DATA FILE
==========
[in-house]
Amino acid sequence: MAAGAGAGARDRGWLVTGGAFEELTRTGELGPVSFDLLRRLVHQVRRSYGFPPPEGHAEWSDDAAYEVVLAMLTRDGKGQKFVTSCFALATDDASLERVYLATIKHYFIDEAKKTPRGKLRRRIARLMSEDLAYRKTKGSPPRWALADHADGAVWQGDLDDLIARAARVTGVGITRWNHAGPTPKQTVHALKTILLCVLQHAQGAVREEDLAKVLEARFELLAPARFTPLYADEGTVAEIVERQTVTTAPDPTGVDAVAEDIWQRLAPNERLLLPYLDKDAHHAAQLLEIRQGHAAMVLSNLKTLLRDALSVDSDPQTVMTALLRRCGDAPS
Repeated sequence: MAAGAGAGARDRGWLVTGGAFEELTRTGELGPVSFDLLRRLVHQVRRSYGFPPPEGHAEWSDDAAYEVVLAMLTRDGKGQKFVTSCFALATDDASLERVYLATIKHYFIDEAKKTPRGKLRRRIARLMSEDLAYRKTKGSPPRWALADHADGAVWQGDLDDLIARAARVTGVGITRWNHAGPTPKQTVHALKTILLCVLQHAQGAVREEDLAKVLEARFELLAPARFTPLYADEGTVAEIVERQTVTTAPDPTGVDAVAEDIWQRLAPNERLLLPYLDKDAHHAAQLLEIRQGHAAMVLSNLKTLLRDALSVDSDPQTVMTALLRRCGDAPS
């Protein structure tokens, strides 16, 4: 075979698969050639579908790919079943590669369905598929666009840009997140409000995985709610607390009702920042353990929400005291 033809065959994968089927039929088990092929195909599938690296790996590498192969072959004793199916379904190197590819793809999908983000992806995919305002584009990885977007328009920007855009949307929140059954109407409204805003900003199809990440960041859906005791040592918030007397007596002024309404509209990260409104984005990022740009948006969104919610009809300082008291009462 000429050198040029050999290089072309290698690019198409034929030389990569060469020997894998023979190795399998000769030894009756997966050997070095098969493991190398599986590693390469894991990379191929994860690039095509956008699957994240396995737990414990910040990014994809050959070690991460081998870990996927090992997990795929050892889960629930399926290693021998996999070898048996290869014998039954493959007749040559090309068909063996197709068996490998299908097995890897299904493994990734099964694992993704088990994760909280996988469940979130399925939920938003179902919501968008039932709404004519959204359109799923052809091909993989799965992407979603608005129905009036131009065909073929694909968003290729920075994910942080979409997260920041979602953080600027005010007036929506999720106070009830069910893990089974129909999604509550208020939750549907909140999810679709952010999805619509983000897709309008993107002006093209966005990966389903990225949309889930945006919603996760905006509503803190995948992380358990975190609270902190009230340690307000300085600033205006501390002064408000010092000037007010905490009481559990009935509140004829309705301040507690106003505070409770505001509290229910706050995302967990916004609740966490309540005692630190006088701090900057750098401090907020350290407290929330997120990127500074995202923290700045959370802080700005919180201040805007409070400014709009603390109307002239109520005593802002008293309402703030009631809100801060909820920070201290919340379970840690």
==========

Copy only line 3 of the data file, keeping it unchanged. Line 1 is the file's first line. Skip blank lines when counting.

Repeated sequence: MAAGAGAGARDRGWLVTGGAFEELTRTGELGPVSFDLLRRLVHQVRRSYGFPPPEGHAEWSDDAAYEVVLAMLTRDGKGQKFVTSCFALATDDASLERVYLATIKHYFIDEAKKTPRGKLRRRIARLMSEDLAYRKTKGSPPRWALADHADGAVWQGDLDDLIARAARVTGVGITRWNHAGPTPKQTVHALKTILLCVLQHAQGAVREEDLAKVLEARFELLAPARFTPLYADEGTVAEIVERQTVTTAPDPTGVDAVAEDIWQRLAPNERLLLPYLDKDAHHAAQLLEIRQGHAAMVLSNLKTLLRDALSVDSDPQTVMTALLRRCGDAPS